It is true that in speaking of the tea ceremony we are speaking of its spirit and ideal, which may not always be perfectly realized, just as the spirit and ideal of the liturgy are not always realized in practice either. The fact remains that the tea ceremony is a contemplative exercise (rather than a religious rite) which does not manifest a spirit of individualism, withdrawal, and separation, but rather of communality and "convergence" at least in a primitive and schematic sense.
There are several instances of Zen masters who became Christians in the early days of the Japanese mission, along with some of the "tea masters," who were not always members of the Zen sect.
One early Jesuit has left us a moving account of his impressions of the tea ceremony in a sixteenth-century Portuguese manuscript, an excerpt of which has been published for the first time by Father Dumoulin. We reproduce it here, for it summarizes the ideas of Zen that the Jesuits acquired in this first encounter. The writer's emphasis is on what appeared to him to be a quasi-monastic simplicity and silence in the tea ceremony, which he calls a "religion of solitude" — adding later, "cenobitic solitude."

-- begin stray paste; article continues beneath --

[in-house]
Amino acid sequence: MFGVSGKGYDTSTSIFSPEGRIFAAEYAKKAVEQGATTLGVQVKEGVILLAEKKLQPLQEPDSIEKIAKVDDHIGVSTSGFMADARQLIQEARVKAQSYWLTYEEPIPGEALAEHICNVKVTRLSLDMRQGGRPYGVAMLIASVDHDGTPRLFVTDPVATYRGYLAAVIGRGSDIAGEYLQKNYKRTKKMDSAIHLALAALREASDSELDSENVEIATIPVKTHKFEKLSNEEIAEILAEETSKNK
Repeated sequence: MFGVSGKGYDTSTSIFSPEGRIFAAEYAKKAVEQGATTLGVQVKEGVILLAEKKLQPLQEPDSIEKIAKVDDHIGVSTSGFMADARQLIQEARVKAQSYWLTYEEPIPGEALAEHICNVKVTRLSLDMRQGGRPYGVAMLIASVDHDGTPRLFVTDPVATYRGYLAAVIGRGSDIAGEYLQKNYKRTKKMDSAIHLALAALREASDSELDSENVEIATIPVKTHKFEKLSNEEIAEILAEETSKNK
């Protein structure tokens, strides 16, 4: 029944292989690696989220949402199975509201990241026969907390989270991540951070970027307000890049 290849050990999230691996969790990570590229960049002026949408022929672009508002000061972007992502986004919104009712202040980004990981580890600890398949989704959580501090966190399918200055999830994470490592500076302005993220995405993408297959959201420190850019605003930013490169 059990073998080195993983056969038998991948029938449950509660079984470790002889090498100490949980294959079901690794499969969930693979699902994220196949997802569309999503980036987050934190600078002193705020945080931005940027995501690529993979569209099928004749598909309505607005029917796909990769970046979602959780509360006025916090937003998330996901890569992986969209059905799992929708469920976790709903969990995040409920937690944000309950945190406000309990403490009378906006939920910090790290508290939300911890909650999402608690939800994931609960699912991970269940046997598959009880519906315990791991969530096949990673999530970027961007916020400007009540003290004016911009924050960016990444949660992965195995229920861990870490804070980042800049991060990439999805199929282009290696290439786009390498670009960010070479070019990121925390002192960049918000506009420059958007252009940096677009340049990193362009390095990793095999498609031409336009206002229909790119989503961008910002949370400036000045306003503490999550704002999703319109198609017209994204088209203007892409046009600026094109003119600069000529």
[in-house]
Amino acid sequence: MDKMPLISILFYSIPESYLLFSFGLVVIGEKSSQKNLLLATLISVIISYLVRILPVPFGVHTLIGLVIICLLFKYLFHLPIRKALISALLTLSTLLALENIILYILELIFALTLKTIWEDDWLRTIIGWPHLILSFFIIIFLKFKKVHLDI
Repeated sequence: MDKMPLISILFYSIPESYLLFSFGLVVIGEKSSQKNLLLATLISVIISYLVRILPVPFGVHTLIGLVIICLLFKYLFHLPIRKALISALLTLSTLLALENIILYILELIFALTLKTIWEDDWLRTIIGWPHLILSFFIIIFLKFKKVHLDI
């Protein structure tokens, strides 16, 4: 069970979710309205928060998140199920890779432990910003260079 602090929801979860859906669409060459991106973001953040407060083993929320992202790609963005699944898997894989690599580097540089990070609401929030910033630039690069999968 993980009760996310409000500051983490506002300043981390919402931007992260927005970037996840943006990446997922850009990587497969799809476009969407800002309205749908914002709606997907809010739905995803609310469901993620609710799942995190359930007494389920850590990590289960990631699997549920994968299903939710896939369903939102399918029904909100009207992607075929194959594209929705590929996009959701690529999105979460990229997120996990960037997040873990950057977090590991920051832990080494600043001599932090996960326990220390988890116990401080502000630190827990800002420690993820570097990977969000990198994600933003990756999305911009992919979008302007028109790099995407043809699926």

[The "art of tea"] was established by the originators in order to promote good habits and moderation in all things among those who dedicate themselves to it. In this way they imitate the Zen philosophers in their meditation, as do the philosophers of the other schools of Indian wisdom. Much rather they hold the things of this world in low esteem, they break away from them and deaden their passions through specific exercises and enigmatic, metaphorical devices which at the outset serve as guides. They give themselves to contemplation of natural things. Of themselves they arrive at the knowledge of the original cause in that they come to see things themselves. In the consideration of their mind they eliminate that which is evil and imperfect until they come to grasp the natural perfection and the being of the First Cause.